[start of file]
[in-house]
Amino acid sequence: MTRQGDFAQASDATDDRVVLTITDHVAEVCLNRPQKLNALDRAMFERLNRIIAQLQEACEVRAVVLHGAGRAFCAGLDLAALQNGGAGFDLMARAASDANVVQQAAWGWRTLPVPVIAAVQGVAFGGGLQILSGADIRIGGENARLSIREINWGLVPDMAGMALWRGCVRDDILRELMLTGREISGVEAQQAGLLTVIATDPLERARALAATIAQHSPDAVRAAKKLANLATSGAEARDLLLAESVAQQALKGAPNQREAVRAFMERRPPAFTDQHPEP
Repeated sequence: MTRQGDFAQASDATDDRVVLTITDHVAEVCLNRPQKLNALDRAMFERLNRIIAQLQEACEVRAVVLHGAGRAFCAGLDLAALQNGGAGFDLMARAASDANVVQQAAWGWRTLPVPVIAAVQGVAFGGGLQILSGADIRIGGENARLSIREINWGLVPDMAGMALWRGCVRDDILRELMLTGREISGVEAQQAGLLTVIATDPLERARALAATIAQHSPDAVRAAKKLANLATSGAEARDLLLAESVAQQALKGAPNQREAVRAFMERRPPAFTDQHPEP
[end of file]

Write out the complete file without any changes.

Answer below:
[in-house]
Amino acid sequence: MTRQGDFAQASDATDDRVVLTITDHVAEVCLNRPQKLNALDRAMFERLNRIIAQLQEACEVRAVVLHGAGRAFCAGLDLAALQNGGAGFDLMARAASDANVVQQAAWGWRTLPVPVIAAVQGVAFGGGLQILSGADIRIGGENARLSIREINWGLVPDMAGMALWRGCVRDDILRELMLTGREISGVEAQQAGLLTVIATDPLERARALAATIAQHSPDAVRAAKKLANLATSGAEARDLLLAESVAQQALKGAPNQREAVRAFMERRPPAFTDQHPEP
Repeated sequence: MTRQGDFAQASDATDDRVVLTITDHVAEVCLNRPQKLNALDRAMFERLNRIIAQLQEACEVRAVVLHGAGRAFCAGLDLAALQNGGAGFDLMARAASDANVVQQAAWGWRTLPVPVIAAVQGVAFGGGLQILSGADIRIGGENARLSIREINWGLVPDMAGMALWRGCVRDDILRELMLTGREISGVEAQQAGLLTVIATDPLERARALAATIAQHSPDAVRAAKKLANLATSGAEARDLLLAESVAQQALKGAPNQREAVRAFMERRPPAFTDQHPEP